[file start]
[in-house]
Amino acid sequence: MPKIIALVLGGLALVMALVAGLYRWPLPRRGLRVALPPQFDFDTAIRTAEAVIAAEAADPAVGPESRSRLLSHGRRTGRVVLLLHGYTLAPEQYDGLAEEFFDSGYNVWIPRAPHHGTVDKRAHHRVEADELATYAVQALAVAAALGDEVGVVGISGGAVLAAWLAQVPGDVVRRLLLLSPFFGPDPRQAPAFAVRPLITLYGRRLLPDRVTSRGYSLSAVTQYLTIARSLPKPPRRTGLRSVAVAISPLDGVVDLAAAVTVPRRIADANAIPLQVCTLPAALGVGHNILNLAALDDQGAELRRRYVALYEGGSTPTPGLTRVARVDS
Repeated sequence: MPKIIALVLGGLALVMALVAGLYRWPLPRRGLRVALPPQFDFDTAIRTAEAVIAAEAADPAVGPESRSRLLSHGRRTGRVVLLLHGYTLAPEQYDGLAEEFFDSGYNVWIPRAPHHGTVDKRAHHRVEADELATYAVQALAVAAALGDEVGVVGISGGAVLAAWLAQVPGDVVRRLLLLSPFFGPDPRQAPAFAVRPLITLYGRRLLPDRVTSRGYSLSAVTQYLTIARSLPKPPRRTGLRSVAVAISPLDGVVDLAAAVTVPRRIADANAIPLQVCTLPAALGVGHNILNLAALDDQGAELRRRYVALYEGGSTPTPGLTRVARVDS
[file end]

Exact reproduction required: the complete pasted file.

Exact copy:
[in-house]
Amino acid sequence: MPKIIALVLGGLALVMALVAGLYRWPLPRRGLRVALPPQFDFDTAIRTAEAVIAAEAADPAVGPESRSRLLSHGRRTGRVVLLLHGYTLAPEQYDGLAEEFFDSGYNVWIPRAPHHGTVDKRAHHRVEADELATYAVQALAVAAALGDEVGVVGISGGAVLAAWLAQVPGDVVRRLLLLSPFFGPDPRQAPAFAVRPLITLYGRRLLPDRVTSRGYSLSAVTQYLTIARSLPKPPRRTGLRSVAVAISPLDGVVDLAAAVTVPRRIADANAIPLQVCTLPAALGVGHNILNLAALDDQGAELRRRYVALYEGGSTPTPGLTRVARVDS
Repeated sequence: MPKIIALVLGGLALVMALVAGLYRWPLPRRGLRVALPPQFDFDTAIRTAEAVIAAEAADPAVGPESRSRLLSHGRRTGRVVLLLHGYTLAPEQYDGLAEEFFDSGYNVWIPRAPHHGTVDKRAHHRVEADELATYAVQALAVAAALGDEVGVVGISGGAVLAAWLAQVPGDVVRRLLLLSPFFGPDPRQAPAFAVRPLITLYGRRLLPDRVTSRGYSLSAVTQYLTIARSLPKPPRRTGLRSVAVAISPLDGVVDLAAAVTVPRRIADANAIPLQVCTLPAALGVGHNILNLAALDDQGAELRRRYVALYEGGSTPTPGLTRVARVDS